Think about the worst speaker you’ve ever heard.
Not the one who was so nervous his voice shook or the one who was so wildly uncomfortable that she stood ramrod-straight gripping the podium like a life raft, but think for a minute about a speaker who took to the stage (or conference table, or hallway conversation) with a haughty air of condescension. The one who used multi-syllable words when a common word would do and made obscure references that left you wondering what you’re missing. That speaker.
Did he or she make you feel smarter? Probably not. Leaving an encounter where you’ve been made to feel out-of-touch or not worthy doesn’t leave anyone with a positive feeling. That’s because nobody likes a know-it-all. Yet, for too many people, stepping up to the podium creates a change in personality from charming and collaborative to dictatorial.
So when you’re called on to be the expert, or the voice of authority, there’s something you must remember.
It’s not about you.
It feels like it is. You’re the one standing up there, You’re the one sharing the knowledge. You’re the one setting the tone. You’re the one running the show.
But it’s not about you.
It’s about your audience.
Good communication is not about showing how smart you are, and it’s definitely not about showing your audience members how much smarter you are than them. It’s not about how many slides you have or how complex they are. It’s not about burying people with an avalanche of numbers and charts to prove you did the work.
It’s about making your audience smarter. It’s about showing them slides that give your work meaning in their worlds.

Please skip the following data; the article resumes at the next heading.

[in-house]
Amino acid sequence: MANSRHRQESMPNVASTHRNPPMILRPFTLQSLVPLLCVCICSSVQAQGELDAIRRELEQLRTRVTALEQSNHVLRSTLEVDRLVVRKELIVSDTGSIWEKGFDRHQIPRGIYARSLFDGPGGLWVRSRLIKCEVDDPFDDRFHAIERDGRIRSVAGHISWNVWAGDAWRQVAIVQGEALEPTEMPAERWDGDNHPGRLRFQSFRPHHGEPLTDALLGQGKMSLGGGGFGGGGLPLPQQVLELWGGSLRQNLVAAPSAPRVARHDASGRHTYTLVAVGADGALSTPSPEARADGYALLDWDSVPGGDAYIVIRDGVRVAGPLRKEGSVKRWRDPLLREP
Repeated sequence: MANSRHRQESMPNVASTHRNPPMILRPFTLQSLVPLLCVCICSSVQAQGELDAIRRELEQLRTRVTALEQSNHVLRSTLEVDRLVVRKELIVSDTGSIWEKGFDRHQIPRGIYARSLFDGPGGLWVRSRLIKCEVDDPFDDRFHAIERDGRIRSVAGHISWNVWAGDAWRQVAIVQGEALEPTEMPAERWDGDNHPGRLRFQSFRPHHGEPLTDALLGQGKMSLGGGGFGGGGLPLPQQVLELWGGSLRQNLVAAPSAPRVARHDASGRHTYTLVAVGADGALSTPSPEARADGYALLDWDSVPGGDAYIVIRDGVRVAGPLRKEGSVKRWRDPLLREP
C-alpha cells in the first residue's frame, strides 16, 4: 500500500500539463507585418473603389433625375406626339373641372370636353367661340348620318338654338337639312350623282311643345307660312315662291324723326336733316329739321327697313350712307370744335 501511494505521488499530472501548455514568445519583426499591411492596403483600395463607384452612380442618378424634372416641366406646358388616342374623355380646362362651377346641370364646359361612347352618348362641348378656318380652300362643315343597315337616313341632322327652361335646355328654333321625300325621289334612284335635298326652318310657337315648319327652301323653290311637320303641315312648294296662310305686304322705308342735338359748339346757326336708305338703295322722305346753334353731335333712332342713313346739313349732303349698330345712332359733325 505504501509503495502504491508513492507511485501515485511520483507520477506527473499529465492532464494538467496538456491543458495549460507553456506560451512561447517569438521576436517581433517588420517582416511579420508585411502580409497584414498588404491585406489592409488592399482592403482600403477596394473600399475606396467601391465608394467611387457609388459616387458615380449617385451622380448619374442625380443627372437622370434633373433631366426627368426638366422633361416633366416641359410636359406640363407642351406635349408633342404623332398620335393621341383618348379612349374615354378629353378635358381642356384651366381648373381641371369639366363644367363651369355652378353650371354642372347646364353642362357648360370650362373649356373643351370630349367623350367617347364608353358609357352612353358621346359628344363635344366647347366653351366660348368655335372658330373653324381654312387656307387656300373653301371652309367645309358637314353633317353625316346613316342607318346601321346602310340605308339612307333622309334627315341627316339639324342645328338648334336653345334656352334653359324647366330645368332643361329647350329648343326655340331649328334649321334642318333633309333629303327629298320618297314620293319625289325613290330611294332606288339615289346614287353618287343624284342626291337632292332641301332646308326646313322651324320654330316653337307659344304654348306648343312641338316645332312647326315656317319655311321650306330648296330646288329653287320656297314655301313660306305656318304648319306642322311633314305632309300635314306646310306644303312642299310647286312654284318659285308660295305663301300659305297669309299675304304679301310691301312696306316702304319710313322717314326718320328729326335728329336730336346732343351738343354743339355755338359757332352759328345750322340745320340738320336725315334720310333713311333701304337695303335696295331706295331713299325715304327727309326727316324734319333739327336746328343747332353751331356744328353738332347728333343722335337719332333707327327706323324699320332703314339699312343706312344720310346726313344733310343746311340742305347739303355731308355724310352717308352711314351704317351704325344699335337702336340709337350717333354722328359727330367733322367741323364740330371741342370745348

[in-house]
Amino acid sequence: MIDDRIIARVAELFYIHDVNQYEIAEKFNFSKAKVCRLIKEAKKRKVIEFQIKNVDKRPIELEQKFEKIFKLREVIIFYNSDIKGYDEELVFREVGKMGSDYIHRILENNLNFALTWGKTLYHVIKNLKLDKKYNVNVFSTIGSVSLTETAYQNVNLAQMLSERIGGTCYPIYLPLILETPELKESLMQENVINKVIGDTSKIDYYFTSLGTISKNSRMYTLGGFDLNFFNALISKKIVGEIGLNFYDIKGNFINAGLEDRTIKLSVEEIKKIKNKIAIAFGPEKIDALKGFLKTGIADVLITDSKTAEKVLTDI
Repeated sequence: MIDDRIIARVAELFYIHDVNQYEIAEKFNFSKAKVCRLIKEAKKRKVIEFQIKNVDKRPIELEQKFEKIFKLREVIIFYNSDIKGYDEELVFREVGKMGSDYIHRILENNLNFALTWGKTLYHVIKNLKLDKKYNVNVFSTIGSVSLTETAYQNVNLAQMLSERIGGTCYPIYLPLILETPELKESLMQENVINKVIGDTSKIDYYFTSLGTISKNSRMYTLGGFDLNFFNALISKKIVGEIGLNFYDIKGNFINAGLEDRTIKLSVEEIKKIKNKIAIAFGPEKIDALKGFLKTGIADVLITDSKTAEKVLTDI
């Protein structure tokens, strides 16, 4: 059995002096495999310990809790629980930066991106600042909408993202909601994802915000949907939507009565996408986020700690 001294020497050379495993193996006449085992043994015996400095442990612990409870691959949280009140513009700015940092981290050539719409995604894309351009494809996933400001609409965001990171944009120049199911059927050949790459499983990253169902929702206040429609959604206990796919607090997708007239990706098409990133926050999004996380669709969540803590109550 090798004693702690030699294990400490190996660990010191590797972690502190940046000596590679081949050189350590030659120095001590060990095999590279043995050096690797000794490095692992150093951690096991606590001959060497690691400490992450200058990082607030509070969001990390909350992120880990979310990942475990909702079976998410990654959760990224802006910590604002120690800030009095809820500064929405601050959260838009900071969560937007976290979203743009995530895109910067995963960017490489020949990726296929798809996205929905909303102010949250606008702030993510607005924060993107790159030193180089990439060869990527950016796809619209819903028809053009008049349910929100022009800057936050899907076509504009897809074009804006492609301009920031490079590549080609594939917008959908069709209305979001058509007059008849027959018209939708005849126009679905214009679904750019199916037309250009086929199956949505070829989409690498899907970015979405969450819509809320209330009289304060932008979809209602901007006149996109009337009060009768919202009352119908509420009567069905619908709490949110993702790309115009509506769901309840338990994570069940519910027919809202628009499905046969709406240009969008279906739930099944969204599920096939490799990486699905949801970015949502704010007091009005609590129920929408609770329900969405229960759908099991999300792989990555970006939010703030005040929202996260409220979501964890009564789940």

If your audience doesn’t understand what you’re telling them and why it matters, you fail.
Plain and simple.
If the people on the other side of the podium, the conference table or the conversation don’t leave with an understanding of why they need to know the information and what they should do with it, you just wasted your time. And theirs.
Sounds harsh, doesn’t it?
It is. But it’s the truth.
That’s why the audience needs to play into every decision you make when you’re planning a presentation. Who’s in the audience? What do you want from those people? What do they need to know in order to give you what you want or help you get it? The answers to these questions will not only help you avoid being “that speaker,” but they will help you be more successful.
Who’s in the audience?
Think through who will be, or could be, in the room. Consider whether they’re executives, investors, peers, students or a mix. Tailor your information to their level of understanding and tolerance for detail.
What do you want from them?
If you’re seeking to provide them with better understanding of a concept, make sure you’re offering context and examples they can relate to in some way. If you need them to take action, make sure you’re clear about what you need them to do and what the benefits are.
What do they need to know to give you what you want?
Make sure the information you give them helps them build a case for any action they need to take. If you need them to evangelize a policy change, help them out by leading them through answers to potential questions. If you need your audience to invest money, give them the information about how the money will be used and what return they can expect.
Keep the focus on your audience and how you can help them, and I promise, you’ll never be “that speaker.”
Photo Credit: by Ralf Roletschek, Wikipedia